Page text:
Sunday, August 19, 2012

The brevity of seasons of life

I am amazed at how the seasons of life fly by – although so quickly do I forget this while I’m in the midst of a season. Our season of first-time-career-missionaries-support-raising felt like a dreadfully long season of anticipation of the unknown. Then, one day we’re on a plane and that season is forever closed.

We waited for approval to bring Moses home… and waited… and waited… one little delay after another… our son 1 mile down the road but not WITH us… and suddenly, one Friday afternoon, we were told that we would bring him home the next morning. Our season of life with only three children was over. Our season of life of intense training, teaching, and loving our son across languages and cultures started with a bang just as our field director left the field for urgent health needs, leaving Josh in a leadership position.

Within a week and a half of that season's begin, our next season started: life with another adult in our home. Elizabeth joined us for the summer, to help with Gracie, help around the house, and help with all the kids. To be honest, our first month was spent with me needing to focus a lot of my waning energy on settling Moses in and establishing his new normal. So Elizabeth picked up the slack and was a very specific and incredible blessing from God to fill in the gaps that were left by Moses’ needs and Josh’s new responsibilities.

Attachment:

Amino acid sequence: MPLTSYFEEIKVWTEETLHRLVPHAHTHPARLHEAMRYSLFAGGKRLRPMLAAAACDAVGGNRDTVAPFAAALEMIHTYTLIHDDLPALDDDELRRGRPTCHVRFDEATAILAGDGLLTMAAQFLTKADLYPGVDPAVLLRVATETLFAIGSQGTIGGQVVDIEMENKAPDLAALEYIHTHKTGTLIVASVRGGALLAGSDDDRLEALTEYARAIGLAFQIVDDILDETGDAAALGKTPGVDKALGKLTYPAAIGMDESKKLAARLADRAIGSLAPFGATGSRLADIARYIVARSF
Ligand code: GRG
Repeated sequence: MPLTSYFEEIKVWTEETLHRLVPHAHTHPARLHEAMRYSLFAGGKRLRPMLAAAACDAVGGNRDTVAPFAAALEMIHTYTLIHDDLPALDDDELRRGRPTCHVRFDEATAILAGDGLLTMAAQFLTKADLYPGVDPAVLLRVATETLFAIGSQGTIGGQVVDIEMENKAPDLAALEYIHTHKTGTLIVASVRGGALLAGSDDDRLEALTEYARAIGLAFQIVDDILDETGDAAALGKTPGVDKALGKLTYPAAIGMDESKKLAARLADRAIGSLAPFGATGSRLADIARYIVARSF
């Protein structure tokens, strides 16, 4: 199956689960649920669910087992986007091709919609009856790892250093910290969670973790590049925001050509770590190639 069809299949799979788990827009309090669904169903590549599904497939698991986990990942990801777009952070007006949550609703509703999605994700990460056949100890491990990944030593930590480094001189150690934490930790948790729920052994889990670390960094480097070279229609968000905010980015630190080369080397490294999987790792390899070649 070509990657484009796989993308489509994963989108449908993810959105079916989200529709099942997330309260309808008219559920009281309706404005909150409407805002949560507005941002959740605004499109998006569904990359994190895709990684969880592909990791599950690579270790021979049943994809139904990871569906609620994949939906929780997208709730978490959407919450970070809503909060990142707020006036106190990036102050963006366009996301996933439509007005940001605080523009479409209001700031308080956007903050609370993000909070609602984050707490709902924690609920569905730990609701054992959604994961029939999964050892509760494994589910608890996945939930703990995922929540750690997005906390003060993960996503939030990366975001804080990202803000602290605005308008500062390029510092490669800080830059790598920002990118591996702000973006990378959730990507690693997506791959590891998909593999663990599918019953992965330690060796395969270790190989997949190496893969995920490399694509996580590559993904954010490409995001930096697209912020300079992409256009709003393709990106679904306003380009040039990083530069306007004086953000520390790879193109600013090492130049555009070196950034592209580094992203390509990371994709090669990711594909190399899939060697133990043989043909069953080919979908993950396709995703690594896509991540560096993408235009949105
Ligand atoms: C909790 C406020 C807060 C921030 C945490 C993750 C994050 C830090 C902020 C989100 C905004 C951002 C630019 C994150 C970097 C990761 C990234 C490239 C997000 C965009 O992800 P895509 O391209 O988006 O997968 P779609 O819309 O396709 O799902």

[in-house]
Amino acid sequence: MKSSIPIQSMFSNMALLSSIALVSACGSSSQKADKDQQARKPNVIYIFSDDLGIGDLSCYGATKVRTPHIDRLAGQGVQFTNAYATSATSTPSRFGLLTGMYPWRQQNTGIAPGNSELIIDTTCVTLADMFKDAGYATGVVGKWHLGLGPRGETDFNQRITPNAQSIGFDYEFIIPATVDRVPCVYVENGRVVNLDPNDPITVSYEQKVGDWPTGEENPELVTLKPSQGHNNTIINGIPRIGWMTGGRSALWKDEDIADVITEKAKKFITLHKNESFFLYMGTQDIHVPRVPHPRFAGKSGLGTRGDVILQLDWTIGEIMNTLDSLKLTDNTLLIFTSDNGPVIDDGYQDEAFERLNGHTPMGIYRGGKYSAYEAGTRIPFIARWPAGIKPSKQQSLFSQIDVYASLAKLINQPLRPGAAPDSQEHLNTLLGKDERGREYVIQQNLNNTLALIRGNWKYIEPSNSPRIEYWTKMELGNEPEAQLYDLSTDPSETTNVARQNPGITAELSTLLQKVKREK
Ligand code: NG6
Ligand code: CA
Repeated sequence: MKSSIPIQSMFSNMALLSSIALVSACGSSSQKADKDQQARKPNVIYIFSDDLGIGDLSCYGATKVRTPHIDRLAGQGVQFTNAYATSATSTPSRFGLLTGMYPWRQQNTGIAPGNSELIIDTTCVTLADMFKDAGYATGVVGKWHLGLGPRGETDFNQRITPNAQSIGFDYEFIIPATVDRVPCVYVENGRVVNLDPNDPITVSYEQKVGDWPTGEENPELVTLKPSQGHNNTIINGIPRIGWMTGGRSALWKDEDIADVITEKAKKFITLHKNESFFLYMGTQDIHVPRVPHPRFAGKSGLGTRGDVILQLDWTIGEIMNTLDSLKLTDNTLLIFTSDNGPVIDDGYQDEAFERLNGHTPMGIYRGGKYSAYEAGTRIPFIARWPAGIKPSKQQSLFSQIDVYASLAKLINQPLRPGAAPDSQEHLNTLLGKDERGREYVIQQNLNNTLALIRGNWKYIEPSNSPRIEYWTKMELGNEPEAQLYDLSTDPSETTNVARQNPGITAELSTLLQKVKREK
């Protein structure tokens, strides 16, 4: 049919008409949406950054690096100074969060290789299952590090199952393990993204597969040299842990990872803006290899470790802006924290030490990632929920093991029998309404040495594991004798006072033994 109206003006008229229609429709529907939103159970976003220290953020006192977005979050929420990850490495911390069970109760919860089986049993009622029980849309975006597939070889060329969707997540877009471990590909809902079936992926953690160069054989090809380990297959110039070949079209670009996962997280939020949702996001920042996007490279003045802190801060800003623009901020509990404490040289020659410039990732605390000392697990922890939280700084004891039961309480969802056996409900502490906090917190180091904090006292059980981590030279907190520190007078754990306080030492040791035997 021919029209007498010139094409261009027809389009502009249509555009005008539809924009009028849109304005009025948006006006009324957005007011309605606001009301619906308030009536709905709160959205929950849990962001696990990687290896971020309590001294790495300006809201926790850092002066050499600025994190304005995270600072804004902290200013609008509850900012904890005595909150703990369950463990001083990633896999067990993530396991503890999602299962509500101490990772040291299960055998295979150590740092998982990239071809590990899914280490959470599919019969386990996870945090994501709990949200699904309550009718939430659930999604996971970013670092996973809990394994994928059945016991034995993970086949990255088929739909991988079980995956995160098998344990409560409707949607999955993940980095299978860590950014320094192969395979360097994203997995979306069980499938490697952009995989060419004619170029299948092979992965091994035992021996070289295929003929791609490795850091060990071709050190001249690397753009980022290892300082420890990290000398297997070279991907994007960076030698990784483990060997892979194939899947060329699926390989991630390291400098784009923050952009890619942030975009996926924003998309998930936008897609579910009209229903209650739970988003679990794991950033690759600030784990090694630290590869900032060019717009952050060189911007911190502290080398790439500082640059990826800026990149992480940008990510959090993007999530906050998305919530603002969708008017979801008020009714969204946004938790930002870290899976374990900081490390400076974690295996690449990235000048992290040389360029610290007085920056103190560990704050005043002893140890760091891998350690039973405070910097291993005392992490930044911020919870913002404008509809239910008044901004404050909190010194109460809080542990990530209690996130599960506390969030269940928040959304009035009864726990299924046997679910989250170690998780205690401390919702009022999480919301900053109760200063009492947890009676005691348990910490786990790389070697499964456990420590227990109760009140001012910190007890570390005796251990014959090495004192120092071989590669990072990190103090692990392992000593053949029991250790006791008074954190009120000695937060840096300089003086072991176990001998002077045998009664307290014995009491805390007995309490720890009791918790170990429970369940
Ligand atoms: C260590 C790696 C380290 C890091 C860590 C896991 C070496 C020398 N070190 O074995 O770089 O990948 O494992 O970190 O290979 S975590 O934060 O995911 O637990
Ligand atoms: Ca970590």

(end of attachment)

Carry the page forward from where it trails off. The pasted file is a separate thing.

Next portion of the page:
Late July, school holiday suddenly began… yes, suddenly – that’s how it works here. One day the children just don’t have school anymore… whether or not the parents get the written or unwritten memo! Then began a new season where I had all the children home every day. Part of me relished having more time to train the children – and part of me, the increasingly pregnant part of me, scratched my head about what intentional, creative, educational, sheparding things to do with my very diverse children.

School holiday also meant that it was time to start doing a full medical review of the Home of Love children and Vacation Bible School. New season!

Suddenly, 3 days ago, our season of life with Elizabeth was over. She was headed off to Kampala for a few days to see Kampala and spend time with some of our missionary teammates. I ignored the sink full of dishes, occasionally peeking into the kitchen to see if they miraculously got done, like they had all summer. Finally, today, I braved the back ache and did the dishes and chased the children around with a mop… How did that season of unprecedented help end so quickly (and unexpectedly)?!